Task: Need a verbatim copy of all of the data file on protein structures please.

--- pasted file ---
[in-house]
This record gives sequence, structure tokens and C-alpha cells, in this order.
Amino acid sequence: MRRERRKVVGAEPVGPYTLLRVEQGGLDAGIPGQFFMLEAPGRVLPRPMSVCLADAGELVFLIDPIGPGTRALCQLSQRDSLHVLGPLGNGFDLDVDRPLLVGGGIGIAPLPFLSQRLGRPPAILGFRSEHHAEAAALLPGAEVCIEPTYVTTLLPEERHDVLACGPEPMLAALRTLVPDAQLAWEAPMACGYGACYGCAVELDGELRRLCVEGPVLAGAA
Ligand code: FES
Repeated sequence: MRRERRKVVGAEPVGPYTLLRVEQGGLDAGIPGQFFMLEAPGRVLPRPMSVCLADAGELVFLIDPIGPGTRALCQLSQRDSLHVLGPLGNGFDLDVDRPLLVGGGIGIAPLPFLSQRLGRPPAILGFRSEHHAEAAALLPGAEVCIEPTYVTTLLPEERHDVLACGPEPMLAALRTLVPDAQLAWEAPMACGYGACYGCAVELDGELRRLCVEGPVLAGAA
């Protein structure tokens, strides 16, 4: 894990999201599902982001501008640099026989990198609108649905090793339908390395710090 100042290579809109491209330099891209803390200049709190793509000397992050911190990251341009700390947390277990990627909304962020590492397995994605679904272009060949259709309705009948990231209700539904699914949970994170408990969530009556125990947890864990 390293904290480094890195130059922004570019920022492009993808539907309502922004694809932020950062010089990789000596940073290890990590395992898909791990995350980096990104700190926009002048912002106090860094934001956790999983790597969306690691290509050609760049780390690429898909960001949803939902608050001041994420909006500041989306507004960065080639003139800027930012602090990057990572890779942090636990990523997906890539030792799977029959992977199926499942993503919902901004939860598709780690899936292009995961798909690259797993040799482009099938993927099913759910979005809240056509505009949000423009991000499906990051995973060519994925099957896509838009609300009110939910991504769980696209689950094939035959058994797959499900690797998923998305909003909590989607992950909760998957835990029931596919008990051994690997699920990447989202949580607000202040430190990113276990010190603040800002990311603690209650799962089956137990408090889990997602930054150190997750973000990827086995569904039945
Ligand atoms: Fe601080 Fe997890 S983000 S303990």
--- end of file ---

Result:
[in-house]
This record gives sequence, structure tokens and C-alpha cells, in this order.
Amino acid sequence: MRRERRKVVGAEPVGPYTLLRVEQGGLDAGIPGQFFMLEAPGRVLPRPMSVCLADAGELVFLIDPIGPGTRALCQLSQRDSLHVLGPLGNGFDLDVDRPLLVGGGIGIAPLPFLSQRLGRPPAILGFRSEHHAEAAALLPGAEVCIEPTYVTTLLPEERHDVLACGPEPMLAALRTLVPDAQLAWEAPMACGYGACYGCAVELDGELRRLCVEGPVLAGAA
Ligand code: FES
Repeated sequence: MRRERRKVVGAEPVGPYTLLRVEQGGLDAGIPGQFFMLEAPGRVLPRPMSVCLADAGELVFLIDPIGPGTRALCQLSQRDSLHVLGPLGNGFDLDVDRPLLVGGGIGIAPLPFLSQRLGRPPAILGFRSEHHAEAAALLPGAEVCIEPTYVTTLLPEERHDVLACGPEPMLAALRTLVPDAQLAWEAPMACGYGACYGCAVELDGELRRLCVEGPVLAGAA
């Protein structure tokens, strides 16, 4: 894990999201599902982001501008640099026989990198609108649905090793339908390395710090 100042290579809109491209330099891209803390200049709190793509000397992050911190990251341009700390947390277990990627909304962020590492397995994605679904272009060949259709309705009948990231209700539904699914949970994170408990969530009556125990947890864990 390293904290480094890195130059922004570019920022492009993808539907309502922004694809932020950062010089990789000596940073290890990590395992898909791990995350980096990104700190926009002048912002106090860094934001956790999983790597969306690691290509050609760049780390690429898909960001949803939902608050001041994420909006500041989306507004960065080639003139800027930012602090990057990572890779942090636990990523997906890539030792799977029959992977199926499942993503919902901004939860598709780690899936292009995961798909690259797993040799482009099938993927099913759910979005809240056509505009949000423009991000499906990051995973060519994925099957896509838009609300009110939910991504769980696209689950094939035959058994797959499900690797998923998305909003909590989607992950909760998957835990029931596919008990051994690997699920990447989202949580607000202040430190990113276990010190603040800002990311603690209650799962089956137990408090889990997602930054150190997750973000990827086995569904039945
Ligand atoms: Fe601080 Fe997890 S983000 S303990």